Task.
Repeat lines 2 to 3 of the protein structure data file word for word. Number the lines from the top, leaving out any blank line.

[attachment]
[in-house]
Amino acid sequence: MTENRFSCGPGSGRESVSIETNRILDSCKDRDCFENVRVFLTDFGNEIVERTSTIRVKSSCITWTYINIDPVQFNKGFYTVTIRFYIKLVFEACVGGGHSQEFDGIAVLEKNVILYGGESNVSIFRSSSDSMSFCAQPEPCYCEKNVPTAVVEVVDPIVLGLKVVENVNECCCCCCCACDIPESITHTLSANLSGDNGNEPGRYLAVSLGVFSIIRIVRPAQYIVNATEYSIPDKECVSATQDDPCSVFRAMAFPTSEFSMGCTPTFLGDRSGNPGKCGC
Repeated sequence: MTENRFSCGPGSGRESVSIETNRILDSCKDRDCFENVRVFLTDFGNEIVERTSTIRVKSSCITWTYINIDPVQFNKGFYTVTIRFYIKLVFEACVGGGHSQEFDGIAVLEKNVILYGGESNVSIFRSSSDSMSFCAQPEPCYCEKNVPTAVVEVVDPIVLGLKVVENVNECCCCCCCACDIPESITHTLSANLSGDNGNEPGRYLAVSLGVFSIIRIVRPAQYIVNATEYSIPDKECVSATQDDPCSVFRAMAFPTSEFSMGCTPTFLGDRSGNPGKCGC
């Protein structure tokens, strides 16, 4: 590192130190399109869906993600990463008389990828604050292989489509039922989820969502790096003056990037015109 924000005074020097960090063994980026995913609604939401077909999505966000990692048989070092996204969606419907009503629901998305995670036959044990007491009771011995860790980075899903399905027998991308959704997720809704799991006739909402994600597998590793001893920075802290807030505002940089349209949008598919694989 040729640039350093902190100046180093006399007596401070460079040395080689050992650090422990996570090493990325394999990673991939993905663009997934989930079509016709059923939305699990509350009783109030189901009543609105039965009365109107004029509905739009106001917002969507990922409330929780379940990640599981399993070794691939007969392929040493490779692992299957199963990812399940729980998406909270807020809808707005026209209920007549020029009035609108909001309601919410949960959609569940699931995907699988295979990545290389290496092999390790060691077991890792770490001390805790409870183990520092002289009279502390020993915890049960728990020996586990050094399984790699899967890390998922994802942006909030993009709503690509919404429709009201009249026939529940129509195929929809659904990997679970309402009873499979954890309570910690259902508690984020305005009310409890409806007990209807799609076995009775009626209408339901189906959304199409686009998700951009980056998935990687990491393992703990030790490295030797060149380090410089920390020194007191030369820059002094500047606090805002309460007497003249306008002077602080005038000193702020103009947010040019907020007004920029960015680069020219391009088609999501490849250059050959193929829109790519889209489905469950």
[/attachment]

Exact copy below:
Amino acid sequence: MTENRFSCGPGSGRESVSIETNRILDSCKDRDCFENVRVFLTDFGNEIVERTSTIRVKSSCITWTYINIDPVQFNKGFYTVTIRFYIKLVFEACVGGGHSQEFDGIAVLEKNVILYGGESNVSIFRSSSDSMSFCAQPEPCYCEKNVPTAVVEVVDPIVLGLKVVENVNECCCCCCCACDIPESITHTLSANLSGDNGNEPGRYLAVSLGVFSIIRIVRPAQYIVNATEYSIPDKECVSATQDDPCSVFRAMAFPTSEFSMGCTPTFLGDRSGNPGKCGC
Repeated sequence: MTENRFSCGPGSGRESVSIETNRILDSCKDRDCFENVRVFLTDFGNEIVERTSTIRVKSSCITWTYINIDPVQFNKGFYTVTIRFYIKLVFEACVGGGHSQEFDGIAVLEKNVILYGGESNVSIFRSSSDSMSFCAQPEPCYCEKNVPTAVVEVVDPIVLGLKVVENVNECCCCCCCACDIPESITHTLSANLSGDNGNEPGRYLAVSLGVFSIIRIVRPAQYIVNATEYSIPDKECVSATQDDPCSVFRAMAFPTSEFSMGCTPTFLGDRSGNPGKCGC